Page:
Transport properties of a Bose-Einstein condensate with tunable interactions in the presence of a disordered or single defect potential
Dries, Daniel Franklin
Hulet, Randall G.
Doctor of Philosophy
Bose-Einstein condensates (BECs) have proven to be remarkable systems with which to study some of the foundational models of condensed matter physics. The observation of a critical velocity for the breakdown of superfluidity in a BEC and the superfluid to Mott insulator transition observed in a BEC trapped by an optical lattice are but two examples of the, by now, dozens of exciting results in this field, which combines theoretical tools from condensed matter physics with state-of-the-art experimental techniques from ultra-cold atomic physics. However, any real condensed matter system has to contend with the effects of disorder, a phenomena notably absent in the inherently clean BEC systems. We have developed and implemented a way to add well characterized disorder in a controlled way to the otherwise clean BEC system using the light field from a laser speckle pattern. Using this system, we have investigated the effects of disorder or a single Gaussian defect, on the collective dipole motion of a BEC of 7Li in an optical trap. In addition, we perform transport experiments on a weakly interacting BEC expanding in a disordered one-dimensional atom wave-guide. We have observed that in such a system, the wave nature of matter can lead to spectacular and counterintuitive phenomena. Specifically, we verify that this system exhibits Anderson localization, a phenomena fundamentally resulting from the interference of multiply scattered matter waves. In such a state, the localized gas behaves as an insulator in a regime where it is classically expected to be conducting. We also present results of experiments regarding a repulsive BEC scattering from a semi-permeable, single defect potential. We investigate the transport properties of such a system with special emphasis on the velocity and defect strength dependent dissipation of the collective dipole motion of the BEC. Finally, we present the results of our experiments on the scattering properties of bright matter wave solitons. We have observed fragmentation of the soliton in a disordered potential as well as both splitting and recombination of a soliton after interacting with a single repulsive defect potential.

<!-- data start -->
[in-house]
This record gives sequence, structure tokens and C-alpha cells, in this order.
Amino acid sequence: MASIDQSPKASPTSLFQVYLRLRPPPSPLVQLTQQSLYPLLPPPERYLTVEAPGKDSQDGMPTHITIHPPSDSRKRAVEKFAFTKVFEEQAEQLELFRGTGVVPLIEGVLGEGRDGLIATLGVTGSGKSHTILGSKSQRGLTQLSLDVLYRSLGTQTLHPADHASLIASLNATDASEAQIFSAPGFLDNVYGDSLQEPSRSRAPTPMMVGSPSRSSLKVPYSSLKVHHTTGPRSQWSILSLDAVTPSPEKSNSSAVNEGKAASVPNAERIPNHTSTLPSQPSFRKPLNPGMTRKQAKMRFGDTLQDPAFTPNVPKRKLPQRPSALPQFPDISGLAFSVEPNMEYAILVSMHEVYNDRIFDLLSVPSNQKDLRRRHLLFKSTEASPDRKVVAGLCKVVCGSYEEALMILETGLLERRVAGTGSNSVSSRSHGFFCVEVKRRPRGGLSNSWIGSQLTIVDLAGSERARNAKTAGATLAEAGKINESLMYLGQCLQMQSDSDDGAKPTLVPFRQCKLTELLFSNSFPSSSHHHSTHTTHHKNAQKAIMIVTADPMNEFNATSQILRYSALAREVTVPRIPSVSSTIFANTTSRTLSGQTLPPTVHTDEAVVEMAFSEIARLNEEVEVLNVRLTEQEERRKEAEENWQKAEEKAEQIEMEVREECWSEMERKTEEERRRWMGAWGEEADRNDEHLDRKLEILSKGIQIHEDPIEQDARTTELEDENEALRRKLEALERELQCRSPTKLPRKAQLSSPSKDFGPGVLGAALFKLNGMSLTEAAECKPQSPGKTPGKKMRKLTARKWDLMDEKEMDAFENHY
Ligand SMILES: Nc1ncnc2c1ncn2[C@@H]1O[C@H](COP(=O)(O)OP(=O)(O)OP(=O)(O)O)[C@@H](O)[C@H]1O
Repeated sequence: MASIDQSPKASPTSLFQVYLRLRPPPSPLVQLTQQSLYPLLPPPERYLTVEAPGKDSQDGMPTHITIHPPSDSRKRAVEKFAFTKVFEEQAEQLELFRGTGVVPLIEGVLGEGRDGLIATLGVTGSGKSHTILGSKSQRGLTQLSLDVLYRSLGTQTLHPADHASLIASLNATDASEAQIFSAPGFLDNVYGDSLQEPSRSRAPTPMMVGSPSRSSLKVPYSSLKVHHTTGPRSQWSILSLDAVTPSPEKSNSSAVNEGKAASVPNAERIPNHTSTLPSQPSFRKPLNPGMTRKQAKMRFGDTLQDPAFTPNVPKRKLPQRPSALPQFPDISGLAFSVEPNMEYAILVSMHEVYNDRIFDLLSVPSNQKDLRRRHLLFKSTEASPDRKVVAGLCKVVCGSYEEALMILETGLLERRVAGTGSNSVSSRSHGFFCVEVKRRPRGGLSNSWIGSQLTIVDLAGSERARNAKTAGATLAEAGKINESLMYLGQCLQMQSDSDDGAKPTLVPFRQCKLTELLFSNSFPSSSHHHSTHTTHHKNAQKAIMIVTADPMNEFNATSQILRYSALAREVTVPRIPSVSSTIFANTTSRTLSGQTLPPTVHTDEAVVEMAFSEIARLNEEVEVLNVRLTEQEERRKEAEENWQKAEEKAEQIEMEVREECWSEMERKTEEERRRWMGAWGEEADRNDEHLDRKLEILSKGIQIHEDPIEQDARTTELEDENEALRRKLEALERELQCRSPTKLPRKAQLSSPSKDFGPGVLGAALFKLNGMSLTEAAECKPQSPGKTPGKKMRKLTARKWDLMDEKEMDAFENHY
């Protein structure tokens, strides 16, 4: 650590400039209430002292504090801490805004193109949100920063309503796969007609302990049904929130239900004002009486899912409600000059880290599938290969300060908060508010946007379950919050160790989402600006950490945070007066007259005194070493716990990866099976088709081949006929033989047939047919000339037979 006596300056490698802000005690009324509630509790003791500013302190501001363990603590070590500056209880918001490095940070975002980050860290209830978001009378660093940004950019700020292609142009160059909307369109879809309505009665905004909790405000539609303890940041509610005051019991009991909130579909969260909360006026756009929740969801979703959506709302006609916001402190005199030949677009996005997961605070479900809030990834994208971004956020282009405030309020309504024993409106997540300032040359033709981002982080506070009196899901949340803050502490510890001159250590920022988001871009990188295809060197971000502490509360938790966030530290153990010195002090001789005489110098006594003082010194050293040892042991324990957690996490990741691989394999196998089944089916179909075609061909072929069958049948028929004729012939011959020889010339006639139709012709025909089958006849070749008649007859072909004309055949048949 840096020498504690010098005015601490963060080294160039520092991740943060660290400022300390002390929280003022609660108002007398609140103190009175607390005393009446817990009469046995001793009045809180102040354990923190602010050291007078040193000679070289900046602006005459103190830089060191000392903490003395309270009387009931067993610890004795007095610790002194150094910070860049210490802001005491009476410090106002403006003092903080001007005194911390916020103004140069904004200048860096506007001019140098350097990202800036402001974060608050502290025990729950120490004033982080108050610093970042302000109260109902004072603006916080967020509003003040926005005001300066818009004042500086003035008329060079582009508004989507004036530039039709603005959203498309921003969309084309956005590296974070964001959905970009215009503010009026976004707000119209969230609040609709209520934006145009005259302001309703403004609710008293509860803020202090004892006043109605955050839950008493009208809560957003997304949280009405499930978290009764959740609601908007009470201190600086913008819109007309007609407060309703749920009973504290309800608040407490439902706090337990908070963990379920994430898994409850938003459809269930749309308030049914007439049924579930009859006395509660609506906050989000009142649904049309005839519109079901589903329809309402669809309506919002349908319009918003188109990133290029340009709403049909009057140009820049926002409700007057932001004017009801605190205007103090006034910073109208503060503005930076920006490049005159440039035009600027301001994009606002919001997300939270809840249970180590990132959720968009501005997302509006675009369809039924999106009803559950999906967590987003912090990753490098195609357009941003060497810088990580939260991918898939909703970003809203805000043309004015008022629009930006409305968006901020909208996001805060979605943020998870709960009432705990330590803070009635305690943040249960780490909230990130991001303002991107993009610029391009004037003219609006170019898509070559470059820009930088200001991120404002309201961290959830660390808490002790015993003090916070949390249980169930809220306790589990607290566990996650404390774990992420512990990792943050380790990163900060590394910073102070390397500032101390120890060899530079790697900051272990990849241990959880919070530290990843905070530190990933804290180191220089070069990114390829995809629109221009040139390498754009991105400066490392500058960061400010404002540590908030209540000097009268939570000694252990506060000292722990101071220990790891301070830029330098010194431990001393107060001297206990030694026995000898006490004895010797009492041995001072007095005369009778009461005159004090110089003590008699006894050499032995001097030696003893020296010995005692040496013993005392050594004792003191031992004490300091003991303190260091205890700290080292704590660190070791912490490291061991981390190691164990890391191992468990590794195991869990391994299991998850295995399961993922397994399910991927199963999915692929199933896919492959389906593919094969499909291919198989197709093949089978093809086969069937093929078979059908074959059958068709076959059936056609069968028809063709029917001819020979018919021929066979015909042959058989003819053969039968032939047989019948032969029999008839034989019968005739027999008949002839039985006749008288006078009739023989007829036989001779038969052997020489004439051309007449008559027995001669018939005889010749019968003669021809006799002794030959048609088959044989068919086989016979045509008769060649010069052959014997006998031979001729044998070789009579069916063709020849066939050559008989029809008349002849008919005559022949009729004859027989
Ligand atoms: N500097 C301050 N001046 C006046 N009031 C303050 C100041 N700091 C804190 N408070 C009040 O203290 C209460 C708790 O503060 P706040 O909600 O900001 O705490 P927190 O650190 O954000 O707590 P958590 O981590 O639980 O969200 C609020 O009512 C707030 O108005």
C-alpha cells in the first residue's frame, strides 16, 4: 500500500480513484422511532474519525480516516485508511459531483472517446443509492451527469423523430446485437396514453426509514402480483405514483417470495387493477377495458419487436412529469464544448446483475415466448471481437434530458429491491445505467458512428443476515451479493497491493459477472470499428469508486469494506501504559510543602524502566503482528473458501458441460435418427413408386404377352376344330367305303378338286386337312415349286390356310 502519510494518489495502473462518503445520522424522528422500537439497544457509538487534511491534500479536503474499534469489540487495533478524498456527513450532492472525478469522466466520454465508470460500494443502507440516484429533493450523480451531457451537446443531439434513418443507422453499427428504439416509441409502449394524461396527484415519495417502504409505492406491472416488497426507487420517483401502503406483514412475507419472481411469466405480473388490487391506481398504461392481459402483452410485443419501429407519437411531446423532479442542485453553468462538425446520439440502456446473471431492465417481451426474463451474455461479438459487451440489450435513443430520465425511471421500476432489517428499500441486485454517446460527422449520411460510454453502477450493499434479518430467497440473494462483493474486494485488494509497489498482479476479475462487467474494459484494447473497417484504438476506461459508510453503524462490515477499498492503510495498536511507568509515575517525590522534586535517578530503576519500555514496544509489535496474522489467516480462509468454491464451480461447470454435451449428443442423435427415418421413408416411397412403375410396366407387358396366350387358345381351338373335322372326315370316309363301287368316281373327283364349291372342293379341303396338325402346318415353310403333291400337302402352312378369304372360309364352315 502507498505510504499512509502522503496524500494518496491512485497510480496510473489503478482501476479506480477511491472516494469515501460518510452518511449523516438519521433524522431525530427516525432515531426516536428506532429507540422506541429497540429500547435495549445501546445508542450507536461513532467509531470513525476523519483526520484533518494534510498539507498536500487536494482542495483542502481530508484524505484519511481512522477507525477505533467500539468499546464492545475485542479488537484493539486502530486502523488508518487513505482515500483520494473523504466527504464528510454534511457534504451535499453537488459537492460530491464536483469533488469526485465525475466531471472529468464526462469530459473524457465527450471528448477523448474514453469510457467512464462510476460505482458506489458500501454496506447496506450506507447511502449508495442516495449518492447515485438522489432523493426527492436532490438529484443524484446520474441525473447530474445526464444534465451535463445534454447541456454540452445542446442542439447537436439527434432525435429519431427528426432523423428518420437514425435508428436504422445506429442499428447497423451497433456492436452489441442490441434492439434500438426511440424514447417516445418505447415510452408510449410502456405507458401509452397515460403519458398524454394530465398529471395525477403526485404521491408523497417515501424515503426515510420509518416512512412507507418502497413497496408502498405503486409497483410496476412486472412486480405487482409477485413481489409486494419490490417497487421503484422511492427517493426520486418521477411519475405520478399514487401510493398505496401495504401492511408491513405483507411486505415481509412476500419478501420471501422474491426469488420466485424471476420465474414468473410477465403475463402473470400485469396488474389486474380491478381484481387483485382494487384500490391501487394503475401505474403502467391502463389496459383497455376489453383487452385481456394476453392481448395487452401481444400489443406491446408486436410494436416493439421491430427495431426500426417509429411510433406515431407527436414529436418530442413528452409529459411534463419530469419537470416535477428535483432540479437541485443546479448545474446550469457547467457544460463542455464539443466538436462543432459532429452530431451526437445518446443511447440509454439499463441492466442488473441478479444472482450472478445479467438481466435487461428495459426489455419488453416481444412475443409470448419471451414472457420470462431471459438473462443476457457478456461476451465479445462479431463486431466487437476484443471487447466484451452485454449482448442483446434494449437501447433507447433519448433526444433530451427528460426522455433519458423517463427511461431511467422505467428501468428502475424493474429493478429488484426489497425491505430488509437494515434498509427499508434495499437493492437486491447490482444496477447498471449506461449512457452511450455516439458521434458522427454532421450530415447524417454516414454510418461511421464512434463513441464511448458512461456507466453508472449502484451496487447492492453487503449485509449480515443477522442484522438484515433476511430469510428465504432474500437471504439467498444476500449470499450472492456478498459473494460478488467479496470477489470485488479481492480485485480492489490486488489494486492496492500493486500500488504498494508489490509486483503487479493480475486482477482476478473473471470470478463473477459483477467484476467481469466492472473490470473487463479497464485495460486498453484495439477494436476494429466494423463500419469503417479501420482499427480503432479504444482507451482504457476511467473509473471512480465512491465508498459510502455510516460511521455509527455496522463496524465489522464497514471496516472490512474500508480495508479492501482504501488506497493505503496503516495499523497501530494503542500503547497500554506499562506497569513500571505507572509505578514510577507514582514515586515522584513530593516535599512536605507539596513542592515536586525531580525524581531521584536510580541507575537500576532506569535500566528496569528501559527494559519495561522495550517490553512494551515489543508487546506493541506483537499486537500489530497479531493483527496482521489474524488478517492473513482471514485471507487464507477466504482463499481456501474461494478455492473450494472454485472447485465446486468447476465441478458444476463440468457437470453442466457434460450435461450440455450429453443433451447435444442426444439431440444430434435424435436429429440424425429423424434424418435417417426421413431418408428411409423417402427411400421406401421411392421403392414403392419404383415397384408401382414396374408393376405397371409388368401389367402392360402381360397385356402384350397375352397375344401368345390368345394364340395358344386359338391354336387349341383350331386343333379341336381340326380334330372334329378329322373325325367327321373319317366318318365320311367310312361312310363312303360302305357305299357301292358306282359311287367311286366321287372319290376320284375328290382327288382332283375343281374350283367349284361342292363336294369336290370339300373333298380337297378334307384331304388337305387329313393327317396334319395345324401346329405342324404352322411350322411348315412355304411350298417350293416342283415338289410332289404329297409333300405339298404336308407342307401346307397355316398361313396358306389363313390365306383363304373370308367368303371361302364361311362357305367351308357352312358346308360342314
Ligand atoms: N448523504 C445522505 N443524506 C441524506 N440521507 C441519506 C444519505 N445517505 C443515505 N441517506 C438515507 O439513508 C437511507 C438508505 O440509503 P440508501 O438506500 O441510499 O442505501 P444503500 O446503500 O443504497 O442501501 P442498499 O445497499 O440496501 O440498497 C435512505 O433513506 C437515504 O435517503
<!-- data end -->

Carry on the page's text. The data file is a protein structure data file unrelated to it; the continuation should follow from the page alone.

Low temperature physics; Condensed matter physics; Atomic physics; Optics